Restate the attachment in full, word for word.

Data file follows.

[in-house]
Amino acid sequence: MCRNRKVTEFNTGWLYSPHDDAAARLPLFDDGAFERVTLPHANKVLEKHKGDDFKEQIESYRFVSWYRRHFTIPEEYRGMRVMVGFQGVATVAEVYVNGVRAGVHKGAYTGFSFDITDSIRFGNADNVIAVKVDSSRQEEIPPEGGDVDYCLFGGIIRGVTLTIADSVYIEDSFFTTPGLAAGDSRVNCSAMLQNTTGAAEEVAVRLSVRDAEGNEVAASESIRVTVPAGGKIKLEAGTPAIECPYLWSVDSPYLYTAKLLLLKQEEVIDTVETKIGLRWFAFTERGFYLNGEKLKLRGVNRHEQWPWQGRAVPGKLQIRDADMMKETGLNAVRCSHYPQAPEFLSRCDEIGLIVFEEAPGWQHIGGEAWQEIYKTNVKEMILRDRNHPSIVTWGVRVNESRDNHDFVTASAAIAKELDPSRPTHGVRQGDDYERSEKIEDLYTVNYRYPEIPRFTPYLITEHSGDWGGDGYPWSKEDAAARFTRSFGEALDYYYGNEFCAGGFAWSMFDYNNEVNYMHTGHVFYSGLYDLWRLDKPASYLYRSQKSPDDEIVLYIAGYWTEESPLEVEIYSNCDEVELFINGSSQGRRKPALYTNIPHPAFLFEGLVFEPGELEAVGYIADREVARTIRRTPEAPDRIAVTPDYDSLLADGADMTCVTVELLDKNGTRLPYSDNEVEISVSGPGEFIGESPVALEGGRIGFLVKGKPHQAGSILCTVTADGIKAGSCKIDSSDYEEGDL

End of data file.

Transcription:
[in-house]
Amino acid sequence: MCRNRKVTEFNTGWLYSPHDDAAARLPLFDDGAFERVTLPHANKVLEKHKGDDFKEQIESYRFVSWYRRHFTIPEEYRGMRVMVGFQGVATVAEVYVNGVRAGVHKGAYTGFSFDITDSIRFGNADNVIAVKVDSSRQEEIPPEGGDVDYCLFGGIIRGVTLTIADSVYIEDSFFTTPGLAAGDSRVNCSAMLQNTTGAAEEVAVRLSVRDAEGNEVAASESIRVTVPAGGKIKLEAGTPAIECPYLWSVDSPYLYTAKLLLLKQEEVIDTVETKIGLRWFAFTERGFYLNGEKLKLRGVNRHEQWPWQGRAVPGKLQIRDADMMKETGLNAVRCSHYPQAPEFLSRCDEIGLIVFEEAPGWQHIGGEAWQEIYKTNVKEMILRDRNHPSIVTWGVRVNESRDNHDFVTASAAIAKELDPSRPTHGVRQGDDYERSEKIEDLYTVNYRYPEIPRFTPYLITEHSGDWGGDGYPWSKEDAAARFTRSFGEALDYYYGNEFCAGGFAWSMFDYNNEVNYMHTGHVFYSGLYDLWRLDKPASYLYRSQKSPDDEIVLYIAGYWTEESPLEVEIYSNCDEVELFINGSSQGRRKPALYTNIPHPAFLFEGLVFEPGELEAVGYIADREVARTIRRTPEAPDRIAVTPDYDSLLADGADMTCVTVELLDKNGTRLPYSDNEVEISVSGPGEFIGESPVALEGGRIGFLVKGKPHQAGSILCTVTADGIKAGSCKIDSSDYEEGDL